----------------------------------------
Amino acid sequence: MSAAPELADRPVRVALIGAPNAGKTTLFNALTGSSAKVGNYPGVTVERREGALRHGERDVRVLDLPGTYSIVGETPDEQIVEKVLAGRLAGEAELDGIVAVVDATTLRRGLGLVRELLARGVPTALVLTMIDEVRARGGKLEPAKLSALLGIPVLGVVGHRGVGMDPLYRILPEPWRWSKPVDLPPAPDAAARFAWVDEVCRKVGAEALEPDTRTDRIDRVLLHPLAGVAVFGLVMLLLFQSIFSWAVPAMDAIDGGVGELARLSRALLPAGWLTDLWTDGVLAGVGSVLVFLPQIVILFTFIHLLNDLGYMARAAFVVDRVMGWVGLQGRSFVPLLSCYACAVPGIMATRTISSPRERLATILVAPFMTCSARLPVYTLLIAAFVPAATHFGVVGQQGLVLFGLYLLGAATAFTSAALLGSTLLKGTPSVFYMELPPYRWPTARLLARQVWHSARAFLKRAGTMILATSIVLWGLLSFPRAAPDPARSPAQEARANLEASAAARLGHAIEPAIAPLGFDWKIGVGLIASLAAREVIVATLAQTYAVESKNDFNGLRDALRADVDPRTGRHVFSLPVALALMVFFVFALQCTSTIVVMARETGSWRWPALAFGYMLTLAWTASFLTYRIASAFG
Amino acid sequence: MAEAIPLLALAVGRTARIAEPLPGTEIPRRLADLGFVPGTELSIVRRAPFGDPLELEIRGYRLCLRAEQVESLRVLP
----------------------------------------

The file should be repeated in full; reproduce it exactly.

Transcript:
Amino acid sequence: MSAAPELADRPVRVALIGAPNAGKTTLFNALTGSSAKVGNYPGVTVERREGALRHGERDVRVLDLPGTYSIVGETPDEQIVEKVLAGRLAGEAELDGIVAVVDATTLRRGLGLVRELLARGVPTALVLTMIDEVRARGGKLEPAKLSALLGIPVLGVVGHRGVGMDPLYRILPEPWRWSKPVDLPPAPDAAARFAWVDEVCRKVGAEALEPDTRTDRIDRVLLHPLAGVAVFGLVMLLLFQSIFSWAVPAMDAIDGGVGELARLSRALLPAGWLTDLWTDGVLAGVGSVLVFLPQIVILFTFIHLLNDLGYMARAAFVVDRVMGWVGLQGRSFVPLLSCYACAVPGIMATRTISSPRERLATILVAPFMTCSARLPVYTLLIAAFVPAATHFGVVGQQGLVLFGLYLLGAATAFTSAALLGSTLLKGTPSVFYMELPPYRWPTARLLARQVWHSARAFLKRAGTMILATSIVLWGLLSFPRAAPDPARSPAQEARANLEASAAARLGHAIEPAIAPLGFDWKIGVGLIASLAAREVIVATLAQTYAVESKNDFNGLRDALRADVDPRTGRHVFSLPVALALMVFFVFALQCTSTIVVMARETGSWRWPALAFGYMLTLAWTASFLTYRIASAFG
Amino acid sequence: MAEAIPLLALAVGRTARIAEPLPGTEIPRRLADLGFVPGTELSIVRRAPFGDPLELEIRGYRLCLRAEQVESLRVLP